Leave NVIDIA alone, kids

Do we really need another industry tabloid printing this trash?

It seems that every two-bit reporter working out of his bedroom wants to sink his teeth into NVIDIA these days, be it over driver leaks, unofficial marketing aids or their professional attitude to suppliers that stray from the fold and stock competing products. The latest rumour is that NVIDIA have put the heat on Hercules for launching Kyro II-based products licensed from ST Microelectronics. The most cutting report we've seen for some time comes from xbitlabs, who despite their manner have built themselves a sterling reputation amongst the hardware elite. "We have stated it many times that NVIDIA pursues a strong-hand policy to make the partners be loyal to its chips. That's one of the reasons why so few grand-scale manufacturers have decided to announce STM KYRO II graphics cards," the report complains. "Lately we have seen the deplorable fate of those who dare to violate the NVIDIA-only principle." At the core of this report is the news that "like a jealous wife, NVIDIA didn't forgive Hercules' flippancy and crossed it out of the partner list." By this they mean that NVIDIA ceased supply of vital components to Hercules, in effect punishing them for backing Kyro II. "Hercules gives no official confirmation to these rumours, though it can be merely for the company's apprehension to add oil to the burning conflict with NVIDIA. However, the fact is that Hercules risks greatly to lose the only product in its line which is targeted at high-performance gaming systems." The boys at xbitlabs clearly haven't seen this rebuttal from Shauna Hardy, Public Relations Manager for Hercules, over at 3DGPU.com: "I just wanted to address the rumours that have been circulating. Hercules has a working relationship with NVIDIA and is currently producing several boards based on their chipsets including the 3D Prophet III. Hercules' commitment is to its customers. Our main priority is to provide the best performing and most innovative solutions to our customers at a wide variety of price points. The Prophet III is available through CompUSA, Electronics Boutique, Babbages and Fry's and one major distributor - D & H. The reason the card is no longer available on the online store is because we have chosen to shift our stock and focus it exclusively on retailers and distributors to satisfy the customer demand." Shauna's not the only one concerned about the escalating rumours. The first person we spoke to when we read xbitlabs' report was Adrian Thompson, NVIDIA's Marketing Manager for Northern Europe and South Africa. "It's a pity that xbit don't follow up and do the research," he commented. In light of Shauna's public statement, we tend to agree with him. Related Feature - GeForce 3 Review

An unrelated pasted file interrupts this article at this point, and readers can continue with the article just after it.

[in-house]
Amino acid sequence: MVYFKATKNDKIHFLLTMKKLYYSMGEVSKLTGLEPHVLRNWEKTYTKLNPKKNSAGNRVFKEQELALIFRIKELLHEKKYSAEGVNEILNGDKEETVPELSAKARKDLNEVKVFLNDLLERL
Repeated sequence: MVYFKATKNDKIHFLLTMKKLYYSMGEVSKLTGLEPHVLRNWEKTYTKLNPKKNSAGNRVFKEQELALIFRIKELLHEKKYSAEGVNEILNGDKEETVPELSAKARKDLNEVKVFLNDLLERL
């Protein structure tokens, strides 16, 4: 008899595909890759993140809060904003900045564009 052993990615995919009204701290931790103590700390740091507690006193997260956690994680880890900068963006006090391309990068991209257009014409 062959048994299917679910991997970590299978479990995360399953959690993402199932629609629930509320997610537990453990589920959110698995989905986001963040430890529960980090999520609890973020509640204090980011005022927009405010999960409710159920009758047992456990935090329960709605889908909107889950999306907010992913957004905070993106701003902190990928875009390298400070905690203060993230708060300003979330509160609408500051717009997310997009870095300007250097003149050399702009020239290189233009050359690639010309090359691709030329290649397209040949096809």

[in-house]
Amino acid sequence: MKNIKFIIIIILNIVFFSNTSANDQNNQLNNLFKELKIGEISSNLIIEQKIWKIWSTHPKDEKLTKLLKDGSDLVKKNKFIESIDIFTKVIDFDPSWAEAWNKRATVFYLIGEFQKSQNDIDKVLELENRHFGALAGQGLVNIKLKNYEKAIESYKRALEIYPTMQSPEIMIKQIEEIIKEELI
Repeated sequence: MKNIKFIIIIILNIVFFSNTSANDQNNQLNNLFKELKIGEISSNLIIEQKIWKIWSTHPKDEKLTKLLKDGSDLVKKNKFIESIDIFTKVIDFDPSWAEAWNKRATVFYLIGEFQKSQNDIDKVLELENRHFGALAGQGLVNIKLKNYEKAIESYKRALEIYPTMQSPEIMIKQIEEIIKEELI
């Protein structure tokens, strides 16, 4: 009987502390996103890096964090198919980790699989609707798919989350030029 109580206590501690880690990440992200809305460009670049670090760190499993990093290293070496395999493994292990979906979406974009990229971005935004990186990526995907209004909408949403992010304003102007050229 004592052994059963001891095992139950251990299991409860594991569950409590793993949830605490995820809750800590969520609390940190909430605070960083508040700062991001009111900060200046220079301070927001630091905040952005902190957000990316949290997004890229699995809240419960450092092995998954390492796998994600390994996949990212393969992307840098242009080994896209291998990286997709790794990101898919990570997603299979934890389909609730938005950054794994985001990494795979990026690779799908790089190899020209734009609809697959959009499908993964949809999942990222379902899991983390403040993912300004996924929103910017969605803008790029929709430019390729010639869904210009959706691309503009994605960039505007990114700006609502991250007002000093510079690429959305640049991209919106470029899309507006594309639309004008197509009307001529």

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Tom Bramwell

Tom Bramwell

Contributor  |  tombramwell

Tom worked at Eurogamer from early 2000 to late 2014, including seven years as Editor-in-Chief.

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